I can read.

29 Jan

Jonah, that kid.  He is my heart.

He is learning to read—actually, no, he is reading and he is doing such a fantastic job!  My momma (homeschooling) heart is proud of him. 

Today, while Annie was at ballet and we sat in the lounge of the dance studio, he read lesson 97 out of 100 in our reading program.  Three more lessons and he will be done with that book!   (Yes!  That sentence deserves an exclamation point!)  We started it last Spring and since then there have been many days when I wanted to chuck that darn book out the freakin’ window in frustration and cry because he just didn’t get it.  Sounds and letters that he understood and read the day prior would get lost, jumbled, and mixed up.  His poor palms would sweat, tears would form, and he became discouraged.  Inside I was impatient.  Sometimes that impatience boiled over despite digging deep, deep, deep into my soul and he knew momma was as discouraged as he was.

This Fall, his OT suggested he get evaluated for dyslexia and a speech pathologist recommended he have a cognitive assessment done to check for neurological delays.  But, something in my mommy gut told me to wait and let this ride out a bit longer. 

In the meantime, the teacher in me got my research on and I pulled out grad school articles regarding reading development.  I poured over my Montessori language arts manuals, I researched workbooks to further reinforce what he was doing in the reading program.  I landed on this workbook that paired wonderfully with his text. And most importantly, we took many deep breaths and got through what we could each day–even if it meant stopping with a lesson before it was technically done because I sensed he was growing tired and discouraged.  IMAG0677

Then slowly, but also kind of suddenly, one day, it all fell into place and it just seemed to click. It was crazy.  No longer was he sounding out every letter for every word and forgetting the first part of the word by the time he got to the end.  No, c-a-t, was simply ‘cat.’  And it was like that—words became sentences, sentences became paragraphs, and paragraphs became stories.  I shook my head in disbelief.  Not only was he reading, but he was comprehending the stories, too.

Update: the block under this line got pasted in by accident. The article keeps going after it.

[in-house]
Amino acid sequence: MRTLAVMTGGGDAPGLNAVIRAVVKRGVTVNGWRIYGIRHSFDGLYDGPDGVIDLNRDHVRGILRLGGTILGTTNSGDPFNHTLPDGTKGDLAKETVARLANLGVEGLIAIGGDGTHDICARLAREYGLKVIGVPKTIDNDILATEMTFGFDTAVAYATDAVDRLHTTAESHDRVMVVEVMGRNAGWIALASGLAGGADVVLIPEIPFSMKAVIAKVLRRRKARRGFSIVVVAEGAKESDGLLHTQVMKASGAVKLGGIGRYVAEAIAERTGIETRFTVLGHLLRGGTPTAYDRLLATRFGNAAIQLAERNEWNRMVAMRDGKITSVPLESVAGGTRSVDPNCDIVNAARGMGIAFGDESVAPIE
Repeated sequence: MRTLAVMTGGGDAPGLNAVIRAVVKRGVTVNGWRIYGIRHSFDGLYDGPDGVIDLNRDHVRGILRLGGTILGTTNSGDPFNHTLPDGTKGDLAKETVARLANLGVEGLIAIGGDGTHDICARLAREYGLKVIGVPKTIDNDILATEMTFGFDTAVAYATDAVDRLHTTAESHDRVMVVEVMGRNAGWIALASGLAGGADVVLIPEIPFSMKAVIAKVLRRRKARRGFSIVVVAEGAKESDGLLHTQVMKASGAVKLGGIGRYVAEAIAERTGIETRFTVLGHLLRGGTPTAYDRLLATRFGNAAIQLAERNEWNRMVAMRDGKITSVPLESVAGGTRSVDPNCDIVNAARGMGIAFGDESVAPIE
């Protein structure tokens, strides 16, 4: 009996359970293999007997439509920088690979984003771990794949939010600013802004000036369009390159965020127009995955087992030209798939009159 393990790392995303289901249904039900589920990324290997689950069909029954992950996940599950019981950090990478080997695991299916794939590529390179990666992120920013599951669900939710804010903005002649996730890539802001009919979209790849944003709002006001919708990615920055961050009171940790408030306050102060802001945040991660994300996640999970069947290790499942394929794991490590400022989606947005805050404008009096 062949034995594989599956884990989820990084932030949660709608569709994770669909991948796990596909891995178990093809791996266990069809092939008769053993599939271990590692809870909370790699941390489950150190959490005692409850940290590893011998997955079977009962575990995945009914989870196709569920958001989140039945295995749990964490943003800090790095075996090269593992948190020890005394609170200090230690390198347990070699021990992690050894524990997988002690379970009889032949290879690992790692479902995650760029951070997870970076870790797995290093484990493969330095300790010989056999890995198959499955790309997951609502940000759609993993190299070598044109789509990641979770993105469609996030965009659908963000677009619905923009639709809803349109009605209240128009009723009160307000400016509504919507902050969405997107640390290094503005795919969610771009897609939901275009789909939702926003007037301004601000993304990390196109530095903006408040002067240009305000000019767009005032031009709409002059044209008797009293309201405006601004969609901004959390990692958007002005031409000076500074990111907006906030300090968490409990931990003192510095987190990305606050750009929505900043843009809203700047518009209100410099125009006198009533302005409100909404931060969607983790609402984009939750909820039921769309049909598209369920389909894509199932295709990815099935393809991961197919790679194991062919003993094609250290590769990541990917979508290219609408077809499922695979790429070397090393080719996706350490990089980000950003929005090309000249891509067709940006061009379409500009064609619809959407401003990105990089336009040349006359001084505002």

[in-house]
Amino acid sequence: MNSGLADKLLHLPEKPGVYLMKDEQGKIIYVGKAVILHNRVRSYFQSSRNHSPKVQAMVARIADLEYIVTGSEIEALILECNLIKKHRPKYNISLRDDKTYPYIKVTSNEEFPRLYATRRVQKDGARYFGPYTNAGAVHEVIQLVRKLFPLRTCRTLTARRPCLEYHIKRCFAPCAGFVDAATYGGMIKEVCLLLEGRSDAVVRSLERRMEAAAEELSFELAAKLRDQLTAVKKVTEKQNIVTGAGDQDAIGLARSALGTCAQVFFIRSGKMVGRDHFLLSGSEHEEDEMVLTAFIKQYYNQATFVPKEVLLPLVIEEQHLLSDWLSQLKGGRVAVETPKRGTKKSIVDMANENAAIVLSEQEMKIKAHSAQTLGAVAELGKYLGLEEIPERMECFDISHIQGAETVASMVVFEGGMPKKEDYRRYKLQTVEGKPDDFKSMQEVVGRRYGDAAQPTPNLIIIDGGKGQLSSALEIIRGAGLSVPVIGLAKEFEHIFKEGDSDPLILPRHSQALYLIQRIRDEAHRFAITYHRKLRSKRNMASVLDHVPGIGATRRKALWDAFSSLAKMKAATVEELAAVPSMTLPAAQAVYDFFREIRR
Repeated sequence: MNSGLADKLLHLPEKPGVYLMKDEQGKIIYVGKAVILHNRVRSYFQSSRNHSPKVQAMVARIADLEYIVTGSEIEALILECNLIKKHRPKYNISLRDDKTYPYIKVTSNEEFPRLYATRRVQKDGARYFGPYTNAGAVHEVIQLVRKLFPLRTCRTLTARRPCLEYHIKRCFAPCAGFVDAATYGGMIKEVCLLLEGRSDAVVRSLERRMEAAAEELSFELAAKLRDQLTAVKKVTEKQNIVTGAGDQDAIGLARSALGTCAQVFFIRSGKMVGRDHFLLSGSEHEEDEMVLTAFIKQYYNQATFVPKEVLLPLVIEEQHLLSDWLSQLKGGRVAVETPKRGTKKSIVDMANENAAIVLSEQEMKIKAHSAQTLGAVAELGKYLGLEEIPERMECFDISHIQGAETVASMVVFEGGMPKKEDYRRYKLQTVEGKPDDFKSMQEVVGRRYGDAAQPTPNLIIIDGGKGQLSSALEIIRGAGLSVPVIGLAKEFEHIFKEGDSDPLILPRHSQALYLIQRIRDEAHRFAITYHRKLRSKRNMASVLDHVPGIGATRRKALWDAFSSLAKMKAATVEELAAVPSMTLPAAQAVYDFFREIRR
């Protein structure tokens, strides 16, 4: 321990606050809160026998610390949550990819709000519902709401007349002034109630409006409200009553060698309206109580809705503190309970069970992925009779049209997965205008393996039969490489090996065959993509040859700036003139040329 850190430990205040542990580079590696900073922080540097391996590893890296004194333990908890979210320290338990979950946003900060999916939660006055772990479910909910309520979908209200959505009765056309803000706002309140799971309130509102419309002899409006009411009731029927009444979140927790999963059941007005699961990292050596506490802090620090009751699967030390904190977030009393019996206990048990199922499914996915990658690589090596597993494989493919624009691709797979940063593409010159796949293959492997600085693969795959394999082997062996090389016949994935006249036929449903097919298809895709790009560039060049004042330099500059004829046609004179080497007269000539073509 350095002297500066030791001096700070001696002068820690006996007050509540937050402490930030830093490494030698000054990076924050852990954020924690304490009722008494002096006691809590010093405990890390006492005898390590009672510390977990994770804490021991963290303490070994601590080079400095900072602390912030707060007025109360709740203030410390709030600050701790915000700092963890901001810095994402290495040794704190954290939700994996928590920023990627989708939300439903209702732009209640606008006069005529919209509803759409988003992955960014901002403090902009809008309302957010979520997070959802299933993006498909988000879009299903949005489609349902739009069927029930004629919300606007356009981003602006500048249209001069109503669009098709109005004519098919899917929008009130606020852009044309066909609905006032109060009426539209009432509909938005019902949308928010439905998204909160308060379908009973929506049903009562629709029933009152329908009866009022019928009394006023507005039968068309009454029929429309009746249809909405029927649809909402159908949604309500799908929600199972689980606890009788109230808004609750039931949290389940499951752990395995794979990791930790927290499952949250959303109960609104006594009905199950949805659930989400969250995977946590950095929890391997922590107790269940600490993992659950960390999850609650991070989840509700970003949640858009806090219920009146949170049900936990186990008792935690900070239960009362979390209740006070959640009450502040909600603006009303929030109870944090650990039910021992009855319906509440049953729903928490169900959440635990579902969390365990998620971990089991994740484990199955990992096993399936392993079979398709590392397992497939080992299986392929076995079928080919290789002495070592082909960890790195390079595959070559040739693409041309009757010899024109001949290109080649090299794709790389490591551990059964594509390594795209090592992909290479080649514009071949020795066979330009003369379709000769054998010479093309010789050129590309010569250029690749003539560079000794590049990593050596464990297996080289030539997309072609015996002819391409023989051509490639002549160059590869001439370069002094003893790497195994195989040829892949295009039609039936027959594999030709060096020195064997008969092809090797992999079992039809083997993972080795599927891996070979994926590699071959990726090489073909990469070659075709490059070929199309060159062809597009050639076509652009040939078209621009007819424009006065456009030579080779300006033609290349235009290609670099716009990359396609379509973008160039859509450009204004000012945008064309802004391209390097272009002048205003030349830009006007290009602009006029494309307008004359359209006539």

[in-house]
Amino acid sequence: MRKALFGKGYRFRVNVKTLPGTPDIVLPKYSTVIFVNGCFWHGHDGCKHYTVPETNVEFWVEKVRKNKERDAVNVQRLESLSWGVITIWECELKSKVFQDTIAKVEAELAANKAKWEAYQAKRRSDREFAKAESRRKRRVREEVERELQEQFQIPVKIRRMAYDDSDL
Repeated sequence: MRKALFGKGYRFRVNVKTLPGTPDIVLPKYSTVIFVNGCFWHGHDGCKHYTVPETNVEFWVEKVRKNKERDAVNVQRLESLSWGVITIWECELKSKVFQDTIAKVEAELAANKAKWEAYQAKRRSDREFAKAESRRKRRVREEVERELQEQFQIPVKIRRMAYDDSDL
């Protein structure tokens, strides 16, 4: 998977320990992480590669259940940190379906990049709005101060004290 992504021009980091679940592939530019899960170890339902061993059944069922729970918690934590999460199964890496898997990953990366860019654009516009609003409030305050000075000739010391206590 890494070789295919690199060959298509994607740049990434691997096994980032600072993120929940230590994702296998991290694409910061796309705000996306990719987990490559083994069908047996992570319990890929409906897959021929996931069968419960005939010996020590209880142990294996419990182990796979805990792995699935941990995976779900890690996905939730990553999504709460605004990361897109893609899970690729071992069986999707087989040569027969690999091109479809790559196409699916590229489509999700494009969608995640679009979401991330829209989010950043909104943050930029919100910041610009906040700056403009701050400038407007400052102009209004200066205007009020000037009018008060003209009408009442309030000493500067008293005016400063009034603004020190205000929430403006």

Today, while at the library, I pointed out some easy reader chapter books to him.  He opened one up and smiled a huge smile, and then declared, “Hey, I can read this!  Can I get it?”  He proceeded to read the entire way home:

“Hey mom, there is a new dog in this story.  Biscuit has a new friend.”

“Oh yeah, what’s it’s name?”

“I don’t know.  They haven’t told me yet.”

a few quiet moments later…

“Oh, here it is, Lovely.  Not Hundley like in Curious George, but Lovely.”

“Cool.”

“Oh and here is a new story…they are going to go out to the park…”

…and so on and so on and so on.

By the time I got home and had unloaded our goodies from the errands that we had run, he had come in and finished the chapter book.

“Mom. I finished it already!  All five chapters! That was a good book!  I loved it.”

That is music to my ears.  And so I present to you, Jonah:

Give the little guy a huge high five the next time you see him, or leave a note of ‘good job, buddy,’ because boy, is he pleased with himself.  And so am I.  Because, seriously…

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One Response to “I can read.”

  1. Aunti Mi-Mi January 30, 2014 at 1:27 pm #

    Way to go Jonah!! You are reading SO well and now your fun journey into the world of books has begun! You are standing at the castle door of a magical kingdom of stories and we are so excited for you. Nice work buddy!

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